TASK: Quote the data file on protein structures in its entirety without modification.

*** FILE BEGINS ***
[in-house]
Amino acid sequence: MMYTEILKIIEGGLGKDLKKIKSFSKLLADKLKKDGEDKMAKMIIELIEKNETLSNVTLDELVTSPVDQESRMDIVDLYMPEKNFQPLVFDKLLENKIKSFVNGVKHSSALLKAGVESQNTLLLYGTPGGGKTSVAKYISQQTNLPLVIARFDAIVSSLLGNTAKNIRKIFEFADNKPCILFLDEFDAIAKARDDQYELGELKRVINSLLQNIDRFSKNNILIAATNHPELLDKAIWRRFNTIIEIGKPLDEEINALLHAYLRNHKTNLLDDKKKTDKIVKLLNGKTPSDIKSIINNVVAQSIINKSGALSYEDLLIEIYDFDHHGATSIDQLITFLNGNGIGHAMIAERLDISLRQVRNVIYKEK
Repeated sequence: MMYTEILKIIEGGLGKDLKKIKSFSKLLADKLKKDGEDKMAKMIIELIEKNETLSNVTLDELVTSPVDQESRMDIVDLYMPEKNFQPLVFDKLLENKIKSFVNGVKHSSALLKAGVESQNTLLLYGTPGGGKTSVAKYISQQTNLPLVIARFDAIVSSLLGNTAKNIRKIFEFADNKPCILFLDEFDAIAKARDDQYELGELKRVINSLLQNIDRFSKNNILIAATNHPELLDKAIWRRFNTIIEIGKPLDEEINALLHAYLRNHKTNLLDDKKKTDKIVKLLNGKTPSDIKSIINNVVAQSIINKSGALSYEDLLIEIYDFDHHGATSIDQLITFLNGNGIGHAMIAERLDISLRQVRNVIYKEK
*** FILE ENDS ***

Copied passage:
[in-house]
Amino acid sequence: MMYTEILKIIEGGLGKDLKKIKSFSKLLADKLKKDGEDKMAKMIIELIEKNETLSNVTLDELVTSPVDQESRMDIVDLYMPEKNFQPLVFDKLLENKIKSFVNGVKHSSALLKAGVESQNTLLLYGTPGGGKTSVAKYISQQTNLPLVIARFDAIVSSLLGNTAKNIRKIFEFADNKPCILFLDEFDAIAKARDDQYELGELKRVINSLLQNIDRFSKNNILIAATNHPELLDKAIWRRFNTIIEIGKPLDEEINALLHAYLRNHKTNLLDDKKKTDKIVKLLNGKTPSDIKSIINNVVAQSIINKSGALSYEDLLIEIYDFDHHGATSIDQLITFLNGNGIGHAMIAERLDISLRQVRNVIYKEK
Repeated sequence: MMYTEILKIIEGGLGKDLKKIKSFSKLLADKLKKDGEDKMAKMIIELIEKNETLSNVTLDELVTSPVDQESRMDIVDLYMPEKNFQPLVFDKLLENKIKSFVNGVKHSSALLKAGVESQNTLLLYGTPGGGKTSVAKYISQQTNLPLVIARFDAIVSSLLGNTAKNIRKIFEFADNKPCILFLDEFDAIAKARDDQYELGELKRVINSLLQNIDRFSKNNILIAATNHPELLDKAIWRRFNTIIEIGKPLDEEINALLHAYLRNHKTNLLDDKKKTDKIVKLLNGKTPSDIKSIINNVVAQSIINKSGALSYEDLLIEIYDFDHHGATSIDQLITFLNGNGIGHAMIAERLDISLRQVRNVIYKEK